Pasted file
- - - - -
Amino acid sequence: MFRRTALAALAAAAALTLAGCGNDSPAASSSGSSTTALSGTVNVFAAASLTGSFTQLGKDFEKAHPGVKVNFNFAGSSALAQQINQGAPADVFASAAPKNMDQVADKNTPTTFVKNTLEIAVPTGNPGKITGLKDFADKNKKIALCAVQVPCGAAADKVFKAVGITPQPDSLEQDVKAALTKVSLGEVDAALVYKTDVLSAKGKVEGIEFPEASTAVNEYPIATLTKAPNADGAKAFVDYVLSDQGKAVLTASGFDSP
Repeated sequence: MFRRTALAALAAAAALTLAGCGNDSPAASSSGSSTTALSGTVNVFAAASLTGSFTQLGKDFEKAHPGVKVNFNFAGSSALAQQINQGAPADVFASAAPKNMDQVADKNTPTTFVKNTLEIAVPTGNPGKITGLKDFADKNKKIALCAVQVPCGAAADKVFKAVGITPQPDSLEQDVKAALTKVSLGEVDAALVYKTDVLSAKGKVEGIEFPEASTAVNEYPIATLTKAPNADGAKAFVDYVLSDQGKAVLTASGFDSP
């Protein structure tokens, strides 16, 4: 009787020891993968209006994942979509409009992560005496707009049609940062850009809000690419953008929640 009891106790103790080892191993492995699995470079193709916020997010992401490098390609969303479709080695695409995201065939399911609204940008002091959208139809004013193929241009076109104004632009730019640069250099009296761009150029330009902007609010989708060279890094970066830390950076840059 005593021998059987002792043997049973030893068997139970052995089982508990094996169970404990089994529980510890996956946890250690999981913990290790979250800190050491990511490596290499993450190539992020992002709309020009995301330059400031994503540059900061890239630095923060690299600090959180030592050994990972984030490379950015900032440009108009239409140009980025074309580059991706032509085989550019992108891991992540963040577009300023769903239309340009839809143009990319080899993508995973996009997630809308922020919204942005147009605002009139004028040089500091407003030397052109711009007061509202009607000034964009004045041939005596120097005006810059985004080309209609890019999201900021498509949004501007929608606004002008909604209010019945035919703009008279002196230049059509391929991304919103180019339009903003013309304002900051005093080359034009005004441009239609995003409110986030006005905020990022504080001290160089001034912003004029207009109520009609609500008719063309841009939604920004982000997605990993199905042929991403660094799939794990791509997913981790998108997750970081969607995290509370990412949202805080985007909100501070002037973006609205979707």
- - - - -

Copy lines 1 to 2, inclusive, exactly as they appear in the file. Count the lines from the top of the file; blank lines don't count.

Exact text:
Amino acid sequence: MFRRTALAALAAAAALTLAGCGNDSPAASSSGSSTTALSGTVNVFAAASLTGSFTQLGKDFEKAHPGVKVNFNFAGSSALAQQINQGAPADVFASAAPKNMDQVADKNTPTTFVKNTLEIAVPTGNPGKITGLKDFADKNKKIALCAVQVPCGAAADKVFKAVGITPQPDSLEQDVKAALTKVSLGEVDAALVYKTDVLSAKGKVEGIEFPEASTAVNEYPIATLTKAPNADGAKAFVDYVLSDQGKAVLTASGFDSP
Repeated sequence: MFRRTALAALAAAAALTLAGCGNDSPAASSSGSSTTALSGTVNVFAAASLTGSFTQLGKDFEKAHPGVKVNFNFAGSSALAQQINQGAPADVFASAAPKNMDQVADKNTPTTFVKNTLEIAVPTGNPGKITGLKDFADKNKKIALCAVQVPCGAAADKVFKAVGITPQPDSLEQDVKAALTKVSLGEVDAALVYKTDVLSAKGKVEGIEFPEASTAVNEYPIATLTKAPNADGAKAFVDYVLSDQGKAVLTASGFDSP